Moreover, embodiments of the present invention are not limited to only networking devices and protocols, but instead may be readily applied in many other environments that may require the introduction of devices, systems, programs, or other entities capable of communicating with enhanced protocols while still accommodating existing, unenhanced entities. For example, methods according to the embodiments described herein may be applied to a system bus providing a communications backbone for several components of a computer. Some components may use newer signaling mechanisms (akin to enhanced protocols) enveloped within older, standardized signaling mechanisms (akin to existing, unenhanced protocols). Similarly, such embodiments may be applied to entities other than hardware devices, such as software modules. According to the teachings provided herein, such devices/entities can communicate in enhanced fashion while the unenhanced/existing devices/entities may continue to use their existing methods of communication.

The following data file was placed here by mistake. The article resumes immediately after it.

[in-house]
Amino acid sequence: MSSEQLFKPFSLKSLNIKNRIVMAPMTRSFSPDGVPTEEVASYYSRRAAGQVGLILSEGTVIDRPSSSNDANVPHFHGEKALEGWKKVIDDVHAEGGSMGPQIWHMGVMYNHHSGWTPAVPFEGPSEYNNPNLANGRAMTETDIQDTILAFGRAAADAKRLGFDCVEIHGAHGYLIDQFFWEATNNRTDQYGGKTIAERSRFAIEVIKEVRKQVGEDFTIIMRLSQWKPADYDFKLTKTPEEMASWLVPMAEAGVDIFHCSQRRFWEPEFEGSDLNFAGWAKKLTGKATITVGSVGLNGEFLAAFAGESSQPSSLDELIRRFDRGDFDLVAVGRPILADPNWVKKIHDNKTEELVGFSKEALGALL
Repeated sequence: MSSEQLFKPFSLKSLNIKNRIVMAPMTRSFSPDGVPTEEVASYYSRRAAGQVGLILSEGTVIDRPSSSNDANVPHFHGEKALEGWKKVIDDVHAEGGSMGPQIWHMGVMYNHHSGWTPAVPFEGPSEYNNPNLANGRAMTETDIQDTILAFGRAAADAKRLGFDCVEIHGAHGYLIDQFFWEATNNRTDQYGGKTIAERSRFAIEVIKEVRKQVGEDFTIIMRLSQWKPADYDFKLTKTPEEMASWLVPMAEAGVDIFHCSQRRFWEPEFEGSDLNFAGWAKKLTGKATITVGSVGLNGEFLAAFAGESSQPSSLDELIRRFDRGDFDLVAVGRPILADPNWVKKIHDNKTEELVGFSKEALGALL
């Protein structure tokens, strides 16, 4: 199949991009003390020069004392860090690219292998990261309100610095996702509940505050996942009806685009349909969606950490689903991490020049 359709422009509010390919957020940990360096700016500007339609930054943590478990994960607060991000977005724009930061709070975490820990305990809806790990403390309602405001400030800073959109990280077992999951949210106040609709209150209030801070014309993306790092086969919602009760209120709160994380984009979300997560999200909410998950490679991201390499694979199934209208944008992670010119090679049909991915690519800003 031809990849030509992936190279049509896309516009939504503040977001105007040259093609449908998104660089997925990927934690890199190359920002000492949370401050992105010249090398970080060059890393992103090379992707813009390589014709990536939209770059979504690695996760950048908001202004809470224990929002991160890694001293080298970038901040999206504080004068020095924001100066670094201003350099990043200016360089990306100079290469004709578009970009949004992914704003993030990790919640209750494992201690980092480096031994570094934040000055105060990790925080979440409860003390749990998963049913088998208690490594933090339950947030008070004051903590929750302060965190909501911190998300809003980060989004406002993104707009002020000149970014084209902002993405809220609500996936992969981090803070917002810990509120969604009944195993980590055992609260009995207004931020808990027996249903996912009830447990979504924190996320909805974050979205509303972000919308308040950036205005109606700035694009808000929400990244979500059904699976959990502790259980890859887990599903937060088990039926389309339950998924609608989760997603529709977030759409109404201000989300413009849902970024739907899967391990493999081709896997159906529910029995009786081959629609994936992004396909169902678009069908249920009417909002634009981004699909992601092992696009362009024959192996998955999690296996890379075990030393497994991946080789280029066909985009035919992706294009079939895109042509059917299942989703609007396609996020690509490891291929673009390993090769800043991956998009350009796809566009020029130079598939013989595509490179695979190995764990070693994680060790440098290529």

The foregoing is a detailed description of particular embodiments of the present invention. The invention embraces all alternatives, modifications and variations that fall within the letter and spirit of the claims, as well as all equivalents of the claimed subject matter. For example, embodiments of the present invention may be applied to communications protocols other than HTTP. Likewise, the logic for requesting and/or acting upon user preferences for downloading data may be included in devices other than a network proxy, such as a content server, a client device, or a browser installed in a client device. Persons skilled in the art will recognize from the foregoing detailed description that many other alternatives, modifications and variations are possible.